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Jia Gong, Lin Geng Foo, Yixuan He, Hossein Rahmani, Jun Liu

Sign Language Translation (SLT) is a challenging task that aims to translate sign videos into spoken language. Inspired by the strong translation capabilities of large language models (LLMs) that are trained on extensive multilingual text corpora, we aim to harness off-the-shelf LLMs to handle SLT. In this paper, we regularize the sign videos to embody linguistic characteristics of spoken language, and propose a novel SignLLM framework to transform sign videos into a language-like representation for improved readability by off-the-shelf LLMs. SignLLM comprises two key modules: (1) The Vector-Quantized Visual Sign module converts sign videos into a sequence of discrete character-level sign tokens, and (2) the Codebook Reconstruction and Alignment module converts these character-level tokens into word-level sign representations using an optimal transport formulation. A sign-text alignment loss further bridges the gap between sign and text tokens, enhancing semantic compatibility. We achieve state-of-the-art gloss-free results on two widely-used SLT benchmarks.

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Gholamali Aminian, Yixuan He, Gesine Reinert, Łukasz Szpruch, Samuel N. Cohen

This work provides a theoretical framework for assessing the generalization error of graph classification tasks via graph neural networks in the over-parameterized regime, where the number of parameters surpasses the quantity of data points. We explore two widely utilized types of graph neural networks: graph convolutional neural networks and message passing graph neural networks. Prior to this study, existing bounds on the generalization error in the over-parametrized regime were uninformative, limiting our understanding of over-parameterized network performance. Our novel approach involves deriving upper bounds within the mean-field regime for evaluating the generalization error of these graph neural networks. We establish upper bounds with a convergence rate of $O(1/n)$, where $n$ is the number of graph samples. These upper bounds offer a theoretical assurance of the networks' performance on unseen data in the challenging over-parameterized regime and overall contribute to our understanding of their performance.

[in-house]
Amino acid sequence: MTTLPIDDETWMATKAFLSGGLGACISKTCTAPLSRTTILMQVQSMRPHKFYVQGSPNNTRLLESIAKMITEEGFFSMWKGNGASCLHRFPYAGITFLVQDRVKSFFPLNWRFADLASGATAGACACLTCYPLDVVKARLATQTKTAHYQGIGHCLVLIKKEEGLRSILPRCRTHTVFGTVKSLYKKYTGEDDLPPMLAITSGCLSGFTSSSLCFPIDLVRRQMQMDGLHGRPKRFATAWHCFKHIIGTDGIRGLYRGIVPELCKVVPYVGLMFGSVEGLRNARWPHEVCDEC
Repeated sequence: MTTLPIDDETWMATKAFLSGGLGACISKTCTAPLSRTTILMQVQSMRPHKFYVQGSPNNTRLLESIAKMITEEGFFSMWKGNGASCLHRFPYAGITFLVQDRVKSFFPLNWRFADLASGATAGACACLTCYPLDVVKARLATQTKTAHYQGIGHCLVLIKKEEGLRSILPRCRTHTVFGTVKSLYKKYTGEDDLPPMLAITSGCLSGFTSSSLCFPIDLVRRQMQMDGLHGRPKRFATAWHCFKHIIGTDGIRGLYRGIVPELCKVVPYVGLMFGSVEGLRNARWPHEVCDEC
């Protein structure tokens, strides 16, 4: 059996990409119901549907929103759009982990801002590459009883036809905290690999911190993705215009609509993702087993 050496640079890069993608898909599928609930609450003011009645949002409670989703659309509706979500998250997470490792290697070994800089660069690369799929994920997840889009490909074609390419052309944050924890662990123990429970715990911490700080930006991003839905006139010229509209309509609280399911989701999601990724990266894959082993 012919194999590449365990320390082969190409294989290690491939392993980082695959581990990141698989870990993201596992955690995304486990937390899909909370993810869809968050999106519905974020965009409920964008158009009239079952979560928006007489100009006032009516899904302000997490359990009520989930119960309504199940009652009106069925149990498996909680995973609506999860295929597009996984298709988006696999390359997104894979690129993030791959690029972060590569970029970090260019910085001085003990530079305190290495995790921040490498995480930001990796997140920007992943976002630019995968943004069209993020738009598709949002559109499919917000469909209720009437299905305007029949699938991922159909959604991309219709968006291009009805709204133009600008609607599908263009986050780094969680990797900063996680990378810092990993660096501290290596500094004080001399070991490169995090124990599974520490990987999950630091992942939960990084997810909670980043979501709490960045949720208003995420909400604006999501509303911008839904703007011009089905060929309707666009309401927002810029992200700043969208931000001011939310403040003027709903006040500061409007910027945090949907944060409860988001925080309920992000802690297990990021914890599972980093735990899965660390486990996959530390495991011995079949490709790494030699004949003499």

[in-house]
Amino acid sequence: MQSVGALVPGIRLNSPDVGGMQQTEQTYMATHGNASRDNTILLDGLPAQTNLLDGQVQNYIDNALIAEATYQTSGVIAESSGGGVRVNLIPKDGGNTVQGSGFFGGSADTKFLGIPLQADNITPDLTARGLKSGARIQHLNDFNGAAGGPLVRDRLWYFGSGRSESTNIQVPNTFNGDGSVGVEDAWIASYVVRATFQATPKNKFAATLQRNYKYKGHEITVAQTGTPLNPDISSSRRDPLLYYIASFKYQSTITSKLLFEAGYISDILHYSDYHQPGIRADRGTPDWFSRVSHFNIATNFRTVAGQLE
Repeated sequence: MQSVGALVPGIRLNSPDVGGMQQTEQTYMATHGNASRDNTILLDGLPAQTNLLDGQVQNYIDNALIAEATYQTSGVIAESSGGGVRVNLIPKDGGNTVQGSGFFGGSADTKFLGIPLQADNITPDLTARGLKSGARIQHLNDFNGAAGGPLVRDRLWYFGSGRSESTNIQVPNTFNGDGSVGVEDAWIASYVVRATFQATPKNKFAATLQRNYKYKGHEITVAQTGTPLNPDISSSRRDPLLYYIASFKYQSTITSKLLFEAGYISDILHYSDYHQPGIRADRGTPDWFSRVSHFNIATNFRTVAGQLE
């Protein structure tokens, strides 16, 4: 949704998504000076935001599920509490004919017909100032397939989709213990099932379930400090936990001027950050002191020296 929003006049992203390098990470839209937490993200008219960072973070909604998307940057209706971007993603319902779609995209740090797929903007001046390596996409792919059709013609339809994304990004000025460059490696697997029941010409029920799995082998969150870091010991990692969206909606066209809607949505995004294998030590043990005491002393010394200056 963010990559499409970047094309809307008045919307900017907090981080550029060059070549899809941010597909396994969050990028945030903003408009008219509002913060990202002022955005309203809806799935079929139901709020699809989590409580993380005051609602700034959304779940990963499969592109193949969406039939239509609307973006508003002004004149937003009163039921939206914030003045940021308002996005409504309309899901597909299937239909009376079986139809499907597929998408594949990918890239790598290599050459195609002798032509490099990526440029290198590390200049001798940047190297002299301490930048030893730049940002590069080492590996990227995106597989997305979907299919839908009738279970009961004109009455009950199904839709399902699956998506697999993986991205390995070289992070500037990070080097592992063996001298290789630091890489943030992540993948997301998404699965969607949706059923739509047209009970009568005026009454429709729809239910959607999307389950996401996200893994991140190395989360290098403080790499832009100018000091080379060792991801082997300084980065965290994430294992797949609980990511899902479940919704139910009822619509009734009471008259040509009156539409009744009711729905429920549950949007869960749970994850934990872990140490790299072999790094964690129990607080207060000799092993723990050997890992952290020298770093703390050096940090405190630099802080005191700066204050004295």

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Yixuan He, Gesine Reinert, David Wipf, Mihai Cucuringu

The angular synchronization problem aims to accurately estimate (up to a constant additive phase) a set of unknown angles $\theta_1, \dots, \theta_n\in[0, 2\pi)$ from $m$ noisy measurements of their offsets $\theta_i-\theta_j \;\mbox{mod} \; 2\pi.$ Applications include, for example, sensor network localization, phase retrieval, and distributed clock synchronization. An extension of the problem to the heterogeneous setting (dubbed $k$-synchronization) is to estimate $k$ groups of angles simultaneously, given noisy observations (with unknown group assignment) from each group. Existing methods for angular synchronization usually perform poorly in high-noise regimes, which are common in applications. In this paper, we leverage neural networks for the angular synchronization problem, and its heterogeneous extension, by proposing GNNSync, a theoretically-grounded end-to-end trainable framework using directed graph neural networks. In addition, new loss functions are devised to encode synchronization objectives. Experimental results on extensive data sets demonstrate that GNNSync attains competitive, and often superior, performance against a comprehensive set of baselines for the angular synchronization problem and its extension, validating the robustness of GNNSync even at high noise levels.